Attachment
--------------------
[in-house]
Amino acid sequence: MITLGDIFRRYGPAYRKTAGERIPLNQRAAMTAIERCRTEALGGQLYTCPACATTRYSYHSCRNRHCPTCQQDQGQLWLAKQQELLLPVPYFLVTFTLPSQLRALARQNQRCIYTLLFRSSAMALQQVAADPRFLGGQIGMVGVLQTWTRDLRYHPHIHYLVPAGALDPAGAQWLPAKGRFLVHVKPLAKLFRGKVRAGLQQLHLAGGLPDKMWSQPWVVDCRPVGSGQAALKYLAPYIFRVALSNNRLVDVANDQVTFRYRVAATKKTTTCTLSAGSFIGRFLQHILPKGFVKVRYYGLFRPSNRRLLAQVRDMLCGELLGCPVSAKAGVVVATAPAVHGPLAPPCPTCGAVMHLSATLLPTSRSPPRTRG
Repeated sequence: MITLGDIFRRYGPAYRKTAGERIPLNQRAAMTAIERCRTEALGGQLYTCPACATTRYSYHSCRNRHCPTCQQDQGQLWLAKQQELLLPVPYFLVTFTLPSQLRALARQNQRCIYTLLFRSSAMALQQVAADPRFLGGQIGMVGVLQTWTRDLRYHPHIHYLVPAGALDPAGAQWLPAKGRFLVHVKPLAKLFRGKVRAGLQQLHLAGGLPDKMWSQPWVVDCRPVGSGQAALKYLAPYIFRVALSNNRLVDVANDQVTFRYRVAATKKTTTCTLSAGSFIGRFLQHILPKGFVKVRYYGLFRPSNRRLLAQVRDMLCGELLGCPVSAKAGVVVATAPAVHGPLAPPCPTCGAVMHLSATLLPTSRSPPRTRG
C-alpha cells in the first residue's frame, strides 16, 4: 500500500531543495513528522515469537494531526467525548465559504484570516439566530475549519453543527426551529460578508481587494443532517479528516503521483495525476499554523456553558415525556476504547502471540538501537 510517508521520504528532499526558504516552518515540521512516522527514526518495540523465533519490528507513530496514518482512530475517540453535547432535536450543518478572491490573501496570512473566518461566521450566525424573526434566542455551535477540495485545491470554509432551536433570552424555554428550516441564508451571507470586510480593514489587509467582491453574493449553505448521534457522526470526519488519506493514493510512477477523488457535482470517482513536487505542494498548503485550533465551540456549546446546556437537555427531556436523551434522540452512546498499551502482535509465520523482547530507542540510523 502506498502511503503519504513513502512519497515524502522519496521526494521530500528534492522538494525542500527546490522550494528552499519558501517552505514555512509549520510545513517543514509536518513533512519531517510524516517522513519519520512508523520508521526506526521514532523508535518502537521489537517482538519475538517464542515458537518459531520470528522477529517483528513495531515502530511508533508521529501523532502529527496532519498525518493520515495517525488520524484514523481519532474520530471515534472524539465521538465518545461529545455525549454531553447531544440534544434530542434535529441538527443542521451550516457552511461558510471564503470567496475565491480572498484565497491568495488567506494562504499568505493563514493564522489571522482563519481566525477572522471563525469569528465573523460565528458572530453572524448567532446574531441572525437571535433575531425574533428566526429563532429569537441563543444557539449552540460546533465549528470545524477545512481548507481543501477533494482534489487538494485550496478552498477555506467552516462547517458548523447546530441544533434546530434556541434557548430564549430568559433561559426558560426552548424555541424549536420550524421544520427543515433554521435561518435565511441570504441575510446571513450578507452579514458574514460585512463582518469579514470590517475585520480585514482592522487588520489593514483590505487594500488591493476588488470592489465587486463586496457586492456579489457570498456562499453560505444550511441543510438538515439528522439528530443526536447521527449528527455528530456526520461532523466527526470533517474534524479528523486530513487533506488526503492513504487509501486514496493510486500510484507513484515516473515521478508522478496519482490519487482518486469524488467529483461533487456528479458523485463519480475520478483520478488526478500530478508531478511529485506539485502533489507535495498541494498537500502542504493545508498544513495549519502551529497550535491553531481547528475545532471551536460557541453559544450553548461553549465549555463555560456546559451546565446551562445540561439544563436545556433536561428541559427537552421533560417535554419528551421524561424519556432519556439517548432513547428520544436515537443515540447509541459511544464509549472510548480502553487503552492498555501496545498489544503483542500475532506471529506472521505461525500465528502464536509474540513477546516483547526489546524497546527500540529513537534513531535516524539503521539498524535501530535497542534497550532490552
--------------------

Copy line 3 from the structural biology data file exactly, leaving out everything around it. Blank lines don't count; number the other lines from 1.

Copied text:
Repeated sequence: MITLGDIFRRYGPAYRKTAGERIPLNQRAAMTAIERCRTEALGGQLYTCPACATTRYSYHSCRNRHCPTCQQDQGQLWLAKQQELLLPVPYFLVTFTLPSQLRALARQNQRCIYTLLFRSSAMALQQVAADPRFLGGQIGMVGVLQTWTRDLRYHPHIHYLVPAGALDPAGAQWLPAKGRFLVHVKPLAKLFRGKVRAGLQQLHLAGGLPDKMWSQPWVVDCRPVGSGQAALKYLAPYIFRVALSNNRLVDVANDQVTFRYRVAATKKTTTCTLSAGSFIGRFLQHILPKGFVKVRYYGLFRPSNRRLLAQVRDMLCGELLGCPVSAKAGVVVATAPAVHGPLAPPCPTCGAVMHLSATLLPTSRSPPRTRG